Transparency is, of course, the key to efficiency.

    • “Then, when e statements came along, it seemed likely that banks would offer a reduction in monthly fees to account holders if they opted not to receive printed statements…”

      Likely? No. The idea that any business would pass along cost savings to their customers (unless it provides a real competitive advantage that would offset the cost with additional business) is just wishful thinking. It’s a common misconception in SportsWorld: From “Our tickets wouldn’t cost so much if they weren’t paying the players so much!” to “Golf balls wouldn’t cost so much if they weren’t paying players to use them!”

      • It’s not wishful thinking at all. Cost savings to the manufacturer or service provider get passed on to customers to provide a competitive advantage. This is a fundamental underpinning of innovation in a capitalist economy. It is what differentiates “us” from a planned economy in which essentially the same car gets sold year after year.

        Henry Ford did not set the price point for his vehicles equivalent to those at Cord, Packard or Cadillac. He made a more cost effective model which ultimately revolutionized the industry.

        When we are dealing with cartels (be they sports, banking, telecom or other types), there is no legitimate reason for them to compete for customers as the limited group of service providers already have all the customers locked up (just like Autovaz, Moskovitch etc).

        The ‘golf ball’ argument made is really just an argument against advertising… and since advertising is a voluntary additional cost (whether through sponsorship, commercials or naming rights) that gets folded into the unit cost of the product itself, the individual method of advertising doesn’t matter.

        • There seems to be something else when we talk about price. After all, people willingly pay a lot more for Major League baseball than minor league. And people tend to pay more (in part because of demand) when a team is better than when it isn’t very good.

          It strikes me that, when it comes to sports, many fans have a “cost of doing business” mentality which excuses paying a lot for tickets, PSLs, beer, and many other things that shouldn’t be so expensive. They pay it because they think it helps the team win, perhaps.

          This of course transitions easily to the “cost of being a major league city” argument that all taxpayers can “benefit” from.

  5. The Rams are the only team that should’ve moved. They made their name in LA, they were stolen from LA, they belong in LA (and yes, I know they spent their first decade in Cleveland). The Raiders to Vegas and the Chargers to LA were absolutely ludicrous. Straight up rubber-room crazy. The Chargers moving, however, was the dumbest of all. What’s dumber than moving away from a rabid fanbase that loves you to a place where you have no footprint whatsoever? Moving to a place that already has a team that everyone likes better and playing in a soccer stadium.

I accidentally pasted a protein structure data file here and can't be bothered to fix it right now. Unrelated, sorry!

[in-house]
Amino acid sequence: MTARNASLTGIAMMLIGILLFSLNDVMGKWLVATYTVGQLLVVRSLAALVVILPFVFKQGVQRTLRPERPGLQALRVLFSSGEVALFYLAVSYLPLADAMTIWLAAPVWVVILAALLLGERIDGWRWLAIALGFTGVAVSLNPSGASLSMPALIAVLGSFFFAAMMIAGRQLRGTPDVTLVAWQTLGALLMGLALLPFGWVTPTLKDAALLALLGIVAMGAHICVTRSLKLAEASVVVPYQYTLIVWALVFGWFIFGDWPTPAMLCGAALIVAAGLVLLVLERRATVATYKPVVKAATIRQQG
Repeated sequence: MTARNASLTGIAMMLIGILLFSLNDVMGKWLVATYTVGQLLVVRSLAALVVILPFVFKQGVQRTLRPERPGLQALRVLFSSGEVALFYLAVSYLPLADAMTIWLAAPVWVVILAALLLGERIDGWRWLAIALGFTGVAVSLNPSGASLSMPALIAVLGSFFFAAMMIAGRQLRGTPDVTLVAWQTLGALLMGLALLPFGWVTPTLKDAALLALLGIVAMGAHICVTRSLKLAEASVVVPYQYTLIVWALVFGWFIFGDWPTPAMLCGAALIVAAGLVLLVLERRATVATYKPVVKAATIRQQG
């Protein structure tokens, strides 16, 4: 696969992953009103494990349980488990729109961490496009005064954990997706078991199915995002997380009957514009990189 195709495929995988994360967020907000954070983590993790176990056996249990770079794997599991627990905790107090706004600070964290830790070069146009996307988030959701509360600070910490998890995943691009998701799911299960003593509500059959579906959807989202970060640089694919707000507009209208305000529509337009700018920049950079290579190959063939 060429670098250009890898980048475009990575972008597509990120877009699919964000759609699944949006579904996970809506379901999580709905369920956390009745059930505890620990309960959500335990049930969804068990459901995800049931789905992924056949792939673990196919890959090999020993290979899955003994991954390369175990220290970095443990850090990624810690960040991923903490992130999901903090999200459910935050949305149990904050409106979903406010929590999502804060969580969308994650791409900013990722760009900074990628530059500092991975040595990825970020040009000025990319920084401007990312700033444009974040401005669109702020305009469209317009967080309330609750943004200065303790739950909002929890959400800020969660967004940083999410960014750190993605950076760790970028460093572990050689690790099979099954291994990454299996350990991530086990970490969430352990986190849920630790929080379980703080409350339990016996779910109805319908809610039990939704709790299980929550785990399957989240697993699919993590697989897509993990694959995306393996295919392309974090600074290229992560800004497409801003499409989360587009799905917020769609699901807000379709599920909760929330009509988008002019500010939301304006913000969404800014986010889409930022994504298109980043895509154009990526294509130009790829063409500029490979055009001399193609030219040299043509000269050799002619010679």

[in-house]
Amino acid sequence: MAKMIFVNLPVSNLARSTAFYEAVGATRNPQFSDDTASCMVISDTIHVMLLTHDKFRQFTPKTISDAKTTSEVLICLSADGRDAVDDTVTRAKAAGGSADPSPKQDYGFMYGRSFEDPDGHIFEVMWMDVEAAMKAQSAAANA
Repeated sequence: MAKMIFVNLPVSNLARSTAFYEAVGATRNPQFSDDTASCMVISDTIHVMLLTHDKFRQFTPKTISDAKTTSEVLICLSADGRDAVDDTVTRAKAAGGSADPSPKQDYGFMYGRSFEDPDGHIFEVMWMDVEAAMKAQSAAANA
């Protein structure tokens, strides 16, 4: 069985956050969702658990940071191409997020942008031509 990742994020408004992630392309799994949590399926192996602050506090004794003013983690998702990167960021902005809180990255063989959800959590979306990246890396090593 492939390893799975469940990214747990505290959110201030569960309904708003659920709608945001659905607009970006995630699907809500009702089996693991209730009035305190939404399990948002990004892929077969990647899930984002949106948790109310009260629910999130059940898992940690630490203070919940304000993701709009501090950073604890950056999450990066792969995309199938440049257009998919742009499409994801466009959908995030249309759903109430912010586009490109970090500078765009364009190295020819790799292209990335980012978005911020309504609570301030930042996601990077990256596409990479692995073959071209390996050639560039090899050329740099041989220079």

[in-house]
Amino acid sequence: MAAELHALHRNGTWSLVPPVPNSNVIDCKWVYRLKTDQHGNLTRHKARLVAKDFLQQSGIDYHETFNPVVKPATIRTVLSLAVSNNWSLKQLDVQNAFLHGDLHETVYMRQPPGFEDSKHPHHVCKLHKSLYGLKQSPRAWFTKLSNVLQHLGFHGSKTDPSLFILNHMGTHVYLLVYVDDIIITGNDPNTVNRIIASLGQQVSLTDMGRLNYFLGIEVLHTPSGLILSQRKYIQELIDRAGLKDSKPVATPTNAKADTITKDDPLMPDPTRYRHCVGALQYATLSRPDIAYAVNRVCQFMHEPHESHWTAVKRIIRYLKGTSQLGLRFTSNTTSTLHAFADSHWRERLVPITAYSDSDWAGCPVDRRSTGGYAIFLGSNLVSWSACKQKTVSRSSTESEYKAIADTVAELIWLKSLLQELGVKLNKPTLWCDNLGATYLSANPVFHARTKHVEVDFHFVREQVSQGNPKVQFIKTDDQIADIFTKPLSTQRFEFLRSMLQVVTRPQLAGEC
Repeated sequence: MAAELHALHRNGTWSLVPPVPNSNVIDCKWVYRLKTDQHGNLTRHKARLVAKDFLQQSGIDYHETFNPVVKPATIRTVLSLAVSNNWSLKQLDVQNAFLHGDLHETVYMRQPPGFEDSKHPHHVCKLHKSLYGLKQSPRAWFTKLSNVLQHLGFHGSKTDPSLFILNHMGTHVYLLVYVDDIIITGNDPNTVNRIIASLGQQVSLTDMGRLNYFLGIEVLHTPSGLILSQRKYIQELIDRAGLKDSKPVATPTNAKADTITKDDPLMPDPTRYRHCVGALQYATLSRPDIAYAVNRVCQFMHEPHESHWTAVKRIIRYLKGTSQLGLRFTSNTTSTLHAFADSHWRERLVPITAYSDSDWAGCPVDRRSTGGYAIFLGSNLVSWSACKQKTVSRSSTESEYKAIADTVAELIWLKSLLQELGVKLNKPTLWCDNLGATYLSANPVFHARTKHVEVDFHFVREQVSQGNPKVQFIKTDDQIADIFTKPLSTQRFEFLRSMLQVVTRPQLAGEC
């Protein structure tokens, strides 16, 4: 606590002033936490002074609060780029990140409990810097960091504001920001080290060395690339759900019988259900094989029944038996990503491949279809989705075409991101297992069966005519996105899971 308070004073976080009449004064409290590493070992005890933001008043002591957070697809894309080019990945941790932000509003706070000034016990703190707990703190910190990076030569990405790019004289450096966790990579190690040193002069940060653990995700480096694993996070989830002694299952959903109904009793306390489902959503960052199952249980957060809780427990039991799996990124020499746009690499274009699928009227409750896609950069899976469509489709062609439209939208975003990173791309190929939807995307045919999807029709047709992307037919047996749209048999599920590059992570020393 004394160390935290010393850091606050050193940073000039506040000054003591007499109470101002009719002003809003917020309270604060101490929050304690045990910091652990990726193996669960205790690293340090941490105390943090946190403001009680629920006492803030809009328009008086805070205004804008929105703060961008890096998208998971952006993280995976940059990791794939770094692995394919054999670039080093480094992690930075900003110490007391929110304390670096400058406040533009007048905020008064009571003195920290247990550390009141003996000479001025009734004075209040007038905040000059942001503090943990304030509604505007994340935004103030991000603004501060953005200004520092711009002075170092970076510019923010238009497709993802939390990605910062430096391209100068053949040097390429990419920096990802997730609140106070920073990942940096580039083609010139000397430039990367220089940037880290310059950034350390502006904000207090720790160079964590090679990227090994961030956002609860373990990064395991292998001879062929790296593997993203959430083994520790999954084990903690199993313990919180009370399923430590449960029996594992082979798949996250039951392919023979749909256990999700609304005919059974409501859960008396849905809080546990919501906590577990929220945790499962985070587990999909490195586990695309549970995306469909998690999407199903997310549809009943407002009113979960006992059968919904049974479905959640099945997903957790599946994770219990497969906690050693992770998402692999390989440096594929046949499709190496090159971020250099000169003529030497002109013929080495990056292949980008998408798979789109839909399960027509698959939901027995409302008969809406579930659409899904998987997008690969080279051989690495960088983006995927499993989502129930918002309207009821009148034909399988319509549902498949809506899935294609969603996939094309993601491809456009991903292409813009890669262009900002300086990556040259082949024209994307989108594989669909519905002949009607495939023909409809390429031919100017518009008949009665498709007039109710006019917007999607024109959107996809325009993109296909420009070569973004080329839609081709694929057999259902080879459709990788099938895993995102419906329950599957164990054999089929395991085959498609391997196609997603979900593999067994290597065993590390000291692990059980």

Anyone taking bets on how long it takes for the Chargers in LA experiment (/fiasco) to fail? Over or under 5 years?

    • Excellent points. The only thing I can add to make it marginally more insane for them to have moved back to LA is the fact that the Chargers started there and left because no-one cared about them in LA in 1960. It was already a Rams town – something it pretty much remains at this point (the much ballyhooed Raider takeover in the 80s was a thing… but it was very much a localized thing to a particular area. And, with all due respect to the fans who supported the Raiders strongly during the 13 years they were in LA, that demographic is not one the NFL even attempts to serve any more).

      With shared revenues of, what, $300m per team (tv, merch, sundry other league initiatives/partnerships), it is unlikely that the Chargers will actually fail as a business in LA. They can remain profitable with a high payroll and literally no fans in the stadium. The problem would be that Spanos will see his asset continuing to slide further and further behind not only his landlord’s in market value, but perhaps even behind most of the smaller market teams over time.

      We don’t absolutely ‘know’ this is going to happen, of course. As noted on another thread, Don Sterling made out like a bandit by having a team no-one really cares about in LA, and as a tenant in someone else’s building. It can be done, in other words.

      I think Spanos will ultimately decide to sell the team while it is in LA. I just don’t know if it will be in 2024 when he fully realizes what trouble he has created for himself or in 2038 just as the franchise is about to become portable…

      In both he and Davis’ case, they have taken short term moves from modest markets that loved and supported them to new ones with no history, questionable support and a shiny new stadium (eventually). This is a gamble and I have my doubts that either owner will still be in the NFLOC by 2030…

      And the last point might speak to one of the main reasons the rest of the owners voted to approve these moves. I don’t think the rest of the billionaire boys club would be sad to see these two voted off the island… and they don’t mind looking like “they” made a mistake in approving these moves to get that done. After all, they can always fall back on “the application was made by the franchise owner and all our prerequisites were met… so we had no real grounds to reject the move…”

      It’s a lie, of course, but it’s a believable one…